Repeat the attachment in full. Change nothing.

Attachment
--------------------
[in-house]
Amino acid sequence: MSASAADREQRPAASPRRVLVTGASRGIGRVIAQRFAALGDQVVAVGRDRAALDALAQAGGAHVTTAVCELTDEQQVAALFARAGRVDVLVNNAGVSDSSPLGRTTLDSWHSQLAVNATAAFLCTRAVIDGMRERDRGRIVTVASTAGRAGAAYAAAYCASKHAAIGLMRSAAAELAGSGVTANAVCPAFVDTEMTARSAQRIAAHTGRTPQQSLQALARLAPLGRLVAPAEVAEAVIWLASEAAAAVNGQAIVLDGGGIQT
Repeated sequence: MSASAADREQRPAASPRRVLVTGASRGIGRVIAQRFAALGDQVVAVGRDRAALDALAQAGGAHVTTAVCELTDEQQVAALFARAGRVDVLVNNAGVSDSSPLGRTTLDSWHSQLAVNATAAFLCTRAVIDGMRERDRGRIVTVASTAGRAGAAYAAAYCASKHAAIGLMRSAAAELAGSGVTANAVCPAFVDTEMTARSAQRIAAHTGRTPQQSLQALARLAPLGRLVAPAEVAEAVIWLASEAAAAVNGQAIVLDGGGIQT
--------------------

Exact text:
[in-house]
Amino acid sequence: MSASAADREQRPAASPRRVLVTGASRGIGRVIAQRFAALGDQVVAVGRDRAALDALAQAGGAHVTTAVCELTDEQQVAALFARAGRVDVLVNNAGVSDSSPLGRTTLDSWHSQLAVNATAAFLCTRAVIDGMRERDRGRIVTVASTAGRAGAAYAAAYCASKHAAIGLMRSAAAELAGSGVTANAVCPAFVDTEMTARSAQRIAAHTGRTPQQSLQALARLAPLGRLVAPAEVAEAVIWLASEAAAAVNGQAIVLDGGGIQT
Repeated sequence: MSASAADREQRPAASPRRVLVTGASRGIGRVIAQRFAALGDQVVAVGRDRAALDALAQAGGAHVTTAVCELTDEQQVAALFARAGRVDVLVNNAGVSDSSPLGRTTLDSWHSQLAVNATAAFLCTRAVIDGMRERDRGRIVTVASTAGRAGAAYAAAYCASKHAAIGLMRSAAAELAGSGVTANAVCPAFVDTEMTARSAQRIAAHTGRTPQQSLQALARLAPLGRLVAPAEVAEAVIWLASEAAAAVNGQAIVLDGGGIQT